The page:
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Thread Safety Analysis
Clang Thread Safety Analysis is a C++ language extension which warns about
potential race conditions in code. The analysis is completely static (i.e.
compile-time); there is no run-time overhead. The analysis is still
under active development, but it is mature enough to be deployed in an
industrial setting. It is being developed by Google, in collaboration with
CERT/SEI, and is used extensively in Google's internal code base.
Thread safety analysis works very much like a type system for multi-threaded
programs. In addition to declaring the *type* of data (e.g. ``int``, ``float``,
etc.), the programmer can (optionally) declare how access to that data is
controlled in a multi-threaded environment. For example, if ``foo`` is
*guarded by* the mutex ``mu``, then the analysis will issue a warning whenever
a piece of code reads or writes to ``foo`` without first locking ``mu``.
Similarly, if there are particular routines that should only be called by
the GUI thread, then the analysis will warn if other threads call those
Getting Started
.. code-block:: c++
#include "mutex.h"
class BankAccount {
Mutex mu;
int balance GUARDED_BY(mu);
void depositImpl(int amount) {
balance += amount; // WARNING! Cannot write balance without locking mu.
void withdrawImpl(int amount) REQUIRES(mu) {
balance -= amount; // OK. Caller must have locked mu.
void withdraw(int amount) {
withdrawImpl(amount); // OK. We've locked mu.
} // WARNING! Failed to unlock mu.
void transferFrom(BankAccount& b, int amount) {
b.withdrawImpl(amount); // WARNING! Calling withdrawImpl() requires locking
depositImpl(amount); // OK. depositImpl() has no requirements.
This example demonstrates the basic concepts behind the analysis. The
``GUARDED_BY`` attribute declares that a thread must lock ``mu`` before it can
read or write to ``balance``, thus ensuring that the increment and decrement
operations are atomic. Similarly, ``REQUIRES`` declares that
the calling thread must lock ``mu`` before calling ``withdrawImpl``.
Because the caller is assumed to have locked ``mu``, it is safe to modify
``balance`` within the body of the method.
The ``depositImpl()`` method does not have ``REQUIRES``, so the
analysis issues a warning. Thread safety analysis is not inter-procedural, so
caller requirements must be explicitly declared.
There is also a warning in ``transferFrom()``, because although the method
locks ``this->mu``, it does not lock ````. The analysis understands
that these are two separate mutexes, in two different objects.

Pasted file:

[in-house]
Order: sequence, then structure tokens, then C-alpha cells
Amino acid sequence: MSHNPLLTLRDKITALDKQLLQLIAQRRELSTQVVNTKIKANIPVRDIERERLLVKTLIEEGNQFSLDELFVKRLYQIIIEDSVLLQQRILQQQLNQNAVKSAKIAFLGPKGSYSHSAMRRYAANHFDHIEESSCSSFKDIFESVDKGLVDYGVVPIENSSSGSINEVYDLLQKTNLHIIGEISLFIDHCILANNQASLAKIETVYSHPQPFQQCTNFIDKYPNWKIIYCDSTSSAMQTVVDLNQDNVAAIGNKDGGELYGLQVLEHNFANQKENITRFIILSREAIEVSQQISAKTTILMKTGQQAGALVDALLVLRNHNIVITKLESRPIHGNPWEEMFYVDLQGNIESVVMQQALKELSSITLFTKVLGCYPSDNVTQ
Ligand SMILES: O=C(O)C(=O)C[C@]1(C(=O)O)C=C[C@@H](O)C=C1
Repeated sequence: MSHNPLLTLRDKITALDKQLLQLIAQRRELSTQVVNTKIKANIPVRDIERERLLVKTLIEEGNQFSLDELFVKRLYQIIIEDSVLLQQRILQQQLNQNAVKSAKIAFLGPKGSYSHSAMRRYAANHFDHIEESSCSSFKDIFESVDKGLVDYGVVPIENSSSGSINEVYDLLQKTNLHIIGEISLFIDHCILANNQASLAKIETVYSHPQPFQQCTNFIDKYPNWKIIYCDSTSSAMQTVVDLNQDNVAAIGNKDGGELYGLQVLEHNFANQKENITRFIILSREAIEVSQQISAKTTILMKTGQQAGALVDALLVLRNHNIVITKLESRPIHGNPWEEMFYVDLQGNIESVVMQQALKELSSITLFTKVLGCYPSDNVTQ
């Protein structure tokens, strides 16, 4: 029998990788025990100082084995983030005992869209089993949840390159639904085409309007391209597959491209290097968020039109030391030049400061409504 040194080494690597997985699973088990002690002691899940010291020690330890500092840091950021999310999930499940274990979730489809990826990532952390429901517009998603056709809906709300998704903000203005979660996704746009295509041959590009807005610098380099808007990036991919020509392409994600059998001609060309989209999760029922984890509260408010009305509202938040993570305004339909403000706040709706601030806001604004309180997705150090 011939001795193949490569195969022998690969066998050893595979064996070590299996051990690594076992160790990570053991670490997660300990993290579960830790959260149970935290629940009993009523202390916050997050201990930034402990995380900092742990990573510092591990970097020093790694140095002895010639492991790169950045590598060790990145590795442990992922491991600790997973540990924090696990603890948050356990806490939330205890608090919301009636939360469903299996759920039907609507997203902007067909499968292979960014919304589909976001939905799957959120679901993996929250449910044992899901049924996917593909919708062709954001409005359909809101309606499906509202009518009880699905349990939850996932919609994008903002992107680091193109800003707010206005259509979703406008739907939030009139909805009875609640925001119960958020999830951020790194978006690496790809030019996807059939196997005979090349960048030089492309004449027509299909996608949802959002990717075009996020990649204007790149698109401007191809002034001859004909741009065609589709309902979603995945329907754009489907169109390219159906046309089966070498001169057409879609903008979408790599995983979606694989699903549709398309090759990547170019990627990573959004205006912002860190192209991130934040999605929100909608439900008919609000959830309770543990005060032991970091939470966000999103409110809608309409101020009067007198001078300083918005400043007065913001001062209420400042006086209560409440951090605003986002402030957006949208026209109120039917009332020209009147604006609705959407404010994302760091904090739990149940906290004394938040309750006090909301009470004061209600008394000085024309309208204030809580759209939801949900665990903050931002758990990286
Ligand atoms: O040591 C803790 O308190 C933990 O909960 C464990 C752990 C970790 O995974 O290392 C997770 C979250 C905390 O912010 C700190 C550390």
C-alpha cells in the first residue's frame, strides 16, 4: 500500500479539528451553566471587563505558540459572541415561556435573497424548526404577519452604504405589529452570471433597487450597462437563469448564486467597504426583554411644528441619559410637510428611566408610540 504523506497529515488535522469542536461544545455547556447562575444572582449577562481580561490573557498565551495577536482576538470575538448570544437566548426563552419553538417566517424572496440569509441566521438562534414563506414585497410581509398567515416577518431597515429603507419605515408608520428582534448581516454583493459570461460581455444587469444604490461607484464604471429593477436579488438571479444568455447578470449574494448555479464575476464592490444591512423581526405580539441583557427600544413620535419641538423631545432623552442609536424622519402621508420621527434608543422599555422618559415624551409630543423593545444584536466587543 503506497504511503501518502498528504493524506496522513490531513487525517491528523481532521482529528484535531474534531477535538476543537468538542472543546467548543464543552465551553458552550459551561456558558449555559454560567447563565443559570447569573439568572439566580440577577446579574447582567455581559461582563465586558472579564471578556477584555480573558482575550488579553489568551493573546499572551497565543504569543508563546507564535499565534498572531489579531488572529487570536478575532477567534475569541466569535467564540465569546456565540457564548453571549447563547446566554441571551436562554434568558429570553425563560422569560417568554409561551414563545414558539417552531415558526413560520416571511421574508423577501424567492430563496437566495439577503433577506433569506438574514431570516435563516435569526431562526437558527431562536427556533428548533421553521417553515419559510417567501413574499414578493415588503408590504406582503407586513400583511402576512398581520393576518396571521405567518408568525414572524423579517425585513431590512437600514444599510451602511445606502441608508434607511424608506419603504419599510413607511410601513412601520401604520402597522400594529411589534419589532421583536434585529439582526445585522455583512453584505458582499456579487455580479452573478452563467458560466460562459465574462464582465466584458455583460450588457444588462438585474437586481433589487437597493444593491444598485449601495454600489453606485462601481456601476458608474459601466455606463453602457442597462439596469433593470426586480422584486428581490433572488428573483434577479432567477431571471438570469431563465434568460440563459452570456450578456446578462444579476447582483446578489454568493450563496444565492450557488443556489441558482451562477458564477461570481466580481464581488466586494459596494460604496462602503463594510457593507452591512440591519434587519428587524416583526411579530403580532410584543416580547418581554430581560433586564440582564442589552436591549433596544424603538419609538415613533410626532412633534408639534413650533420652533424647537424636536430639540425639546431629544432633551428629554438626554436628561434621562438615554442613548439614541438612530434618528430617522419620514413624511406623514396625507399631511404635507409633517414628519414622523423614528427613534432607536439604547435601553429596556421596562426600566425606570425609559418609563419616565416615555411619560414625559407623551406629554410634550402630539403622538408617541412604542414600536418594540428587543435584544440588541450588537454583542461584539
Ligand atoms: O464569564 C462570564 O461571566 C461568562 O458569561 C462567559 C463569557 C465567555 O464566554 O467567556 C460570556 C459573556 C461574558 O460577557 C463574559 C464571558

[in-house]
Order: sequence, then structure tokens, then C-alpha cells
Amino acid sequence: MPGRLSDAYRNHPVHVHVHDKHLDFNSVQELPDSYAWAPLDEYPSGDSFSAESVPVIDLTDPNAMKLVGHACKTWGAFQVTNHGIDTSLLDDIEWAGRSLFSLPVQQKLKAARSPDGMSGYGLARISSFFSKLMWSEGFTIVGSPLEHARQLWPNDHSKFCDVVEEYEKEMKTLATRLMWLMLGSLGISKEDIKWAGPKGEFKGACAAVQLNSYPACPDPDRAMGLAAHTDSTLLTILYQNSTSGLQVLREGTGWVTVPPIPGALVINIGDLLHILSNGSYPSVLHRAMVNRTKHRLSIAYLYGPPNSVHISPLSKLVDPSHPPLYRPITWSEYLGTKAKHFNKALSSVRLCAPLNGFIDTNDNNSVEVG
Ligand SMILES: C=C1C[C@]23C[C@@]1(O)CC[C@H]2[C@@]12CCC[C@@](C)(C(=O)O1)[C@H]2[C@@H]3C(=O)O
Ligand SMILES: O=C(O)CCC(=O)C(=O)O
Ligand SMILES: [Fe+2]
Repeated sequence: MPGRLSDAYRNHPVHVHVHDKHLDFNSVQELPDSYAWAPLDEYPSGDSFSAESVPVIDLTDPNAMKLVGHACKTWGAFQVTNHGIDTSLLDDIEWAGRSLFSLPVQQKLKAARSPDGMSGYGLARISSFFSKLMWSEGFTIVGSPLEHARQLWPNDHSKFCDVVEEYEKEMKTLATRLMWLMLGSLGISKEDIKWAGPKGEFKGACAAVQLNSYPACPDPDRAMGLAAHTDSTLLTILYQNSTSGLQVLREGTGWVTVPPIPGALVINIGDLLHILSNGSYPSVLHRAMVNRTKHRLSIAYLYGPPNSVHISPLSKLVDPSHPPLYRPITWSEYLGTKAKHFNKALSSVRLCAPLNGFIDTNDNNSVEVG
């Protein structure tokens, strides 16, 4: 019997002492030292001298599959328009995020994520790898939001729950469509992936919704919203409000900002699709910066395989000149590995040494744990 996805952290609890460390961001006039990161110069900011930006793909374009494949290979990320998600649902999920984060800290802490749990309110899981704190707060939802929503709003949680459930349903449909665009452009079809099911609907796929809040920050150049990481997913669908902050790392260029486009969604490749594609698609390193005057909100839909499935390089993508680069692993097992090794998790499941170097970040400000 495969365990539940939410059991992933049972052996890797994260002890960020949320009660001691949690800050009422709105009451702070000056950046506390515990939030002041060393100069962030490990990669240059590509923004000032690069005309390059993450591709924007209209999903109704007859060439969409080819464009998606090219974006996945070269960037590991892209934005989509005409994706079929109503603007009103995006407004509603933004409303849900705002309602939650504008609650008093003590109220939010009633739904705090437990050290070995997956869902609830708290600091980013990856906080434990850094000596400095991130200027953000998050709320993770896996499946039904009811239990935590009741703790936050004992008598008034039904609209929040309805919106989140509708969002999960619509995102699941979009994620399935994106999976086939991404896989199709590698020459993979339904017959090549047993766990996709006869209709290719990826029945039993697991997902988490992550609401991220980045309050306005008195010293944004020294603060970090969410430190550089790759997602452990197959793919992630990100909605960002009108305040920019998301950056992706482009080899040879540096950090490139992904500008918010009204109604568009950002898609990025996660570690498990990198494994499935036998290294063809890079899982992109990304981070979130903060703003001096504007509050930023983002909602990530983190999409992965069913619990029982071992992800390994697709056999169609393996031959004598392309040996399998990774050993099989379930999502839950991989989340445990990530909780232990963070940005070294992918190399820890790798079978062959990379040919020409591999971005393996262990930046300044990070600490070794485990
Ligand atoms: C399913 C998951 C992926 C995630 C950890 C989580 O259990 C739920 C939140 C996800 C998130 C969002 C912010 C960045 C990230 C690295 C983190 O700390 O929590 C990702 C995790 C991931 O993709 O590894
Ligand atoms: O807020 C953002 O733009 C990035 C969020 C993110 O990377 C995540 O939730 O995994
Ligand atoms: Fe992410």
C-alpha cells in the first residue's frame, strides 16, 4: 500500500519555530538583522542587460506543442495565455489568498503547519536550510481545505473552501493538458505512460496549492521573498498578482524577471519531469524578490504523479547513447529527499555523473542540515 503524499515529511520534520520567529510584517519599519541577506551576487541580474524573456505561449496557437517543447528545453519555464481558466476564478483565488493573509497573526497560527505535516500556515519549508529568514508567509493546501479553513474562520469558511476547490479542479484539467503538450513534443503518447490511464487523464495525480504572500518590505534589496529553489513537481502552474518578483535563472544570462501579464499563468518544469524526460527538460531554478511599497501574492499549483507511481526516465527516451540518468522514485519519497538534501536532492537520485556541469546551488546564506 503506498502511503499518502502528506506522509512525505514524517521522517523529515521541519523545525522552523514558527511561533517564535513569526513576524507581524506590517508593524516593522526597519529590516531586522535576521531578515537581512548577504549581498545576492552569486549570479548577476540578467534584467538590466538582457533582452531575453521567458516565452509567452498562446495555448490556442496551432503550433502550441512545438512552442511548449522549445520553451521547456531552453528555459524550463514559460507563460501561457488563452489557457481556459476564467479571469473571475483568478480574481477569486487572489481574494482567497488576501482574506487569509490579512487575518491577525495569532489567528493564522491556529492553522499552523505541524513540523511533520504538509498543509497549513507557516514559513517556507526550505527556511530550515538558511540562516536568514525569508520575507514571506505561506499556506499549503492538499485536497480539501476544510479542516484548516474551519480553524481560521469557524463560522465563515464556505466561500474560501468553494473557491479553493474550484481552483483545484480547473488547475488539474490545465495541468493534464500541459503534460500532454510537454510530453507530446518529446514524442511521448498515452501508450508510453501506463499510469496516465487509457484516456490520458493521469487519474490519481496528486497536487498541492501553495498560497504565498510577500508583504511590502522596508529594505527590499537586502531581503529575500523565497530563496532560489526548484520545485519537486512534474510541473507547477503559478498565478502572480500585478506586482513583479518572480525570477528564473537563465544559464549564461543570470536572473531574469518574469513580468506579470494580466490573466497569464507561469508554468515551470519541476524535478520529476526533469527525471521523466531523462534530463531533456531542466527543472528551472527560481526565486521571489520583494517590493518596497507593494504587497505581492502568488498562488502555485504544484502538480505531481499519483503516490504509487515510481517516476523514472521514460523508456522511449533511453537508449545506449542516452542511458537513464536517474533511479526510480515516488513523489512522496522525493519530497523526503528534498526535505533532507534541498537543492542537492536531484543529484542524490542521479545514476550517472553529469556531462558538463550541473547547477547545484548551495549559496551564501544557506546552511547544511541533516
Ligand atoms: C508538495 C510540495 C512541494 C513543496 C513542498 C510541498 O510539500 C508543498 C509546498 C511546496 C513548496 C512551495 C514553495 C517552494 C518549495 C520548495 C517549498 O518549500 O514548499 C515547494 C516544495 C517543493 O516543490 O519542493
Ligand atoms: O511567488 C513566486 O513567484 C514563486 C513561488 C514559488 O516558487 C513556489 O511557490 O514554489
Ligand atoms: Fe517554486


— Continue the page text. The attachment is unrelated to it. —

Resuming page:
Finally, there is a warning in the ``withdraw()`` method, because it fails to
unlock ``mu``. Every lock must have a corresponding unlock, and the analysis
will detect both double locks, and double unlocks. A function is allowed to
acquire a lock without releasing it, (or vice versa), but it must be annotated
as such (using ``ACQUIRE``/``RELEASE``).
Running The Analysis
To run the analysis, simply compile with the ``-Wthread-safety`` flag, e.g.
.. code-block:: bash
clang -c -Wthread-safety example.cpp
Note that this example assumes the presence of a suitably annotated
:ref:`mutexheader` that declares which methods perform locking,
unlocking, and so on.
Basic Concepts: Capabilities
Thread safety analysis provides a way of protecting *resources* with
*capabilities*. A resource is either a data member, or a function/method
that provides access to some underlying resource. The analysis ensures that
the calling thread cannot access the *resource* (i.e. call the function, or
read/write the data) unless it has the *capability* to do so.
Capabilities are associated with named C++ objects which declare specific
methods to acquire and release the capability. The name of the object serves
to identify the capability. The most common example is a mutex. For example,
if ``mu`` is a mutex, then calling ``mu.Lock()`` causes the calling thread
to acquire the capability to access data that is protected by ``mu``. Similarly,
calling ``mu.Unlock()`` releases that capability.
A thread may hold a capability either *exclusively* or *shared*. An exclusive
capability can be held by only one thread at a time, while a shared capability
can be held by many threads at the same time. This mechanism enforces a
multiple-reader, single-writer pattern. Write operations to protected data
require exclusive access, while read operations require only shared access.
At any given moment during program execution, a thread holds a specific set of